THE GUN

Image-empty-state.png

It had been a hard struggle. The war had come to them at last, and as part of the martial strategy, the commanders had decided that a large cannon should be positioned on top of a hill facing the sea. When the enemy sailed in, they would not expect a salvo fired from the headland. So Sarah and fifty other women were detailed to drag the cannon to the top of the hill.

It took weeks. The cannon had been mounted on a lorry and left at the bottom of the hill. There were just ropes, chains, winches and muscles. Several of the women died: some of exhaustion, some from accidents. Sometimes they would get the cannon up a few feet and it would roll back down. Sarah thought ruefully that it was like living the myth of Sisyphus.

Eventually they managed to haul it to the top, and Sarah suggested that they should construct a level base. She lost a finger when it was trapped beneath a flagstone: a stanchion had been removed too early. Never mind. It was a small price to pay for victory. Better than losing a hand or an eye.

They readied the gun. It had to be able to swing round and to tilt. It needed greasing, and all they had was the last of the cooking oil. They rubbed it into the base so that the action was as smooth as silk. Sarah was the look-out, and one day she saw a small flotilla of boats sail into the sound, like a covey of birds. The women followed the procedures they had been taught, and then it was over: the gun had been fired.

Two of the women fainted, either from shock or from relief. Sarah dealt with her feelings in the usual way, by irony and word-play: “fainting in coils”, she remarked to herself. The ships in the sound were sinking, and the cries of the drowning men were pitiful to hear. But the women had had no choice.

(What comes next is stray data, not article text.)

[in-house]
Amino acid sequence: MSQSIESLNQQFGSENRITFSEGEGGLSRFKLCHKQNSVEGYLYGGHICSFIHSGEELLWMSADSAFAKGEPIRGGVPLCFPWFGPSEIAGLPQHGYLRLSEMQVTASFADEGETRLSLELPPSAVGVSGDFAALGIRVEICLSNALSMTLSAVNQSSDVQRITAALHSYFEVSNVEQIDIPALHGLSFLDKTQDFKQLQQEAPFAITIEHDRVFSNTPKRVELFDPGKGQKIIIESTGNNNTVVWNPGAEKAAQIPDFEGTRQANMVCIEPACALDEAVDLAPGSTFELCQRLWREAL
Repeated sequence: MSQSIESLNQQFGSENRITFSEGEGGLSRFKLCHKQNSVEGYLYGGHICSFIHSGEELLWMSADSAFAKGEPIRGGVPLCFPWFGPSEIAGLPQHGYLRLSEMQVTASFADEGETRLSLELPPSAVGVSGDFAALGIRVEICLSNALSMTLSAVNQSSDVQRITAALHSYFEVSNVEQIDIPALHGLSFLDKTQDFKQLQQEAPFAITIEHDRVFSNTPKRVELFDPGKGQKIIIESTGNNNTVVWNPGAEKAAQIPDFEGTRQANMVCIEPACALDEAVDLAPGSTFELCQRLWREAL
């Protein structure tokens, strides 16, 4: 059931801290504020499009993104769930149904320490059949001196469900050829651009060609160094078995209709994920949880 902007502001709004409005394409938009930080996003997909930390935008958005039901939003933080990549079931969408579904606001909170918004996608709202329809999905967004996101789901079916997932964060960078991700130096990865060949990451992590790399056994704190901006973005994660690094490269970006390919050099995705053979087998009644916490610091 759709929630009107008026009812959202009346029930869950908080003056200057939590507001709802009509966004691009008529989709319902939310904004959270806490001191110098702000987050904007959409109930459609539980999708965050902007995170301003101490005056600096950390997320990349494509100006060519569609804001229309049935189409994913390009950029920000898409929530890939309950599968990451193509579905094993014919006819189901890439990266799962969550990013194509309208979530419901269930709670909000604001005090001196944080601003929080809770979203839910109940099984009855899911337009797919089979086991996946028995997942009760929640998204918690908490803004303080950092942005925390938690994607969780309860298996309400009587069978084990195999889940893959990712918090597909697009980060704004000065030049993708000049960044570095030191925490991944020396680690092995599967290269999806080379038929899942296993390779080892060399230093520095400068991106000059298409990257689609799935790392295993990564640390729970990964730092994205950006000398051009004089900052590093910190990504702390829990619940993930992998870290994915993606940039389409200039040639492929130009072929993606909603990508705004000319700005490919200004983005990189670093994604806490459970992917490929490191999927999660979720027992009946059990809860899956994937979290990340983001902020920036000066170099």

Sarah turned away from the sea and looked inland. She was astonished to see hundreds of soldiers approaching the hill. With a flash she realised that the women had been the victims of a ruse. The little boats had been a decoy, to draw their attention away from the real threat. And here it came: striding across the barren soil, crushing the few remaining plants, pistol cocked, mouth agape, hungry for victory. Sarah shouted to the others to swing the gun inland, and they fired it again and again. The gun became dry with repeated action, and they oiled it with their blood.

Eventually the cries lessened and the smoke began to clear. Cautiously, the women descended the hill. The few soldiers that were still alive were speedily dispatched. Sarah and the others made a pile of things that might be useful: weapons, scraps of food, shirts that might be used for bandages, boots, hip-flasks. The vultures were already circling as they left the escarpment.

They had won the battle, but not the war. Sarah began to feel ambivalent about what they had done. Swinging the gun around had felt inventive, but it had brought death to the pretty boys and strong men. Who would father their children now? Sarah knew then that a fight to the death had more implications than she had realised. And there would be other battles and other men. She shouldered some of her booty and marched away with the women. Victory was more bitter than she had expected.